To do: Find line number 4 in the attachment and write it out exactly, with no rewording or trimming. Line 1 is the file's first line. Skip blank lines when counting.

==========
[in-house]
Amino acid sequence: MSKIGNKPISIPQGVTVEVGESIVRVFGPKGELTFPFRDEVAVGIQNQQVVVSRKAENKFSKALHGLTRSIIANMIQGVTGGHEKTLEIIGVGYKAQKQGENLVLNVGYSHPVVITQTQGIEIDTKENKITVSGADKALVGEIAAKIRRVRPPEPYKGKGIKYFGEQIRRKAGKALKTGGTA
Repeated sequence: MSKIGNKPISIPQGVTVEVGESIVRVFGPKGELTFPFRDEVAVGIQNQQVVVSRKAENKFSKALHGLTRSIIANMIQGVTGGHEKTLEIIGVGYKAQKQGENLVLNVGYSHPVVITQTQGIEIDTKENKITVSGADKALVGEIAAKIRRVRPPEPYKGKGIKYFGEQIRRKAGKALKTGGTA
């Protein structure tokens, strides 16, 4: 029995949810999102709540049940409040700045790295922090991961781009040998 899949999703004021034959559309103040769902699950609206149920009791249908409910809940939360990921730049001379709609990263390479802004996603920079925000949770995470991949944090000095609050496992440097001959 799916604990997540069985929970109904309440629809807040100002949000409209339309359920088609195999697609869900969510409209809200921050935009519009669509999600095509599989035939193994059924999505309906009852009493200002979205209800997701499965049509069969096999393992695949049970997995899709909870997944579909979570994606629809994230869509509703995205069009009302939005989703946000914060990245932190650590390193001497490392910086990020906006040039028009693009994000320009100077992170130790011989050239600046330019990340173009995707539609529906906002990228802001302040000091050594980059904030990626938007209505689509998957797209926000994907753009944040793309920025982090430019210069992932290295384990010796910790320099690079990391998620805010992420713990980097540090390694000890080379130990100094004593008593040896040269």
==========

């Protein structure tokens, strides 16, 4: 029995949810999102709540049940409040700045790295922090991961781009040998 899949999703004021034959559309103040769902699950609206149920009791249908409910809940939360990921730049001379709609990263390479802004996603920079925000949770995470991949944090000095609050496992440097001959 799916604990997540069985929970109904309440629809807040100002949000409209339309359920088609195999697609869900969510409209809200921050935009519009669509999600095509599989035939193994059924999505309906009852009493200002979205209800997701499965049509069969096999393992695949049970997995899709909870997944579909979570994606629809994230869509509703995205069009009302939005989703946000914060990245932190650590390193001497490392910086990020906006040039028009693009994000320009100077992170130790011989050239600046330019990340173009995707539609529906906002990228802001302040000091050594980059904030990626938007209505689509998957797209926000994907753009944040793309920025982090430019210069992932290295384990010796910790320099690079990391998620805010992420713990980097540090390694000890080379130990100094004593008593040896040269």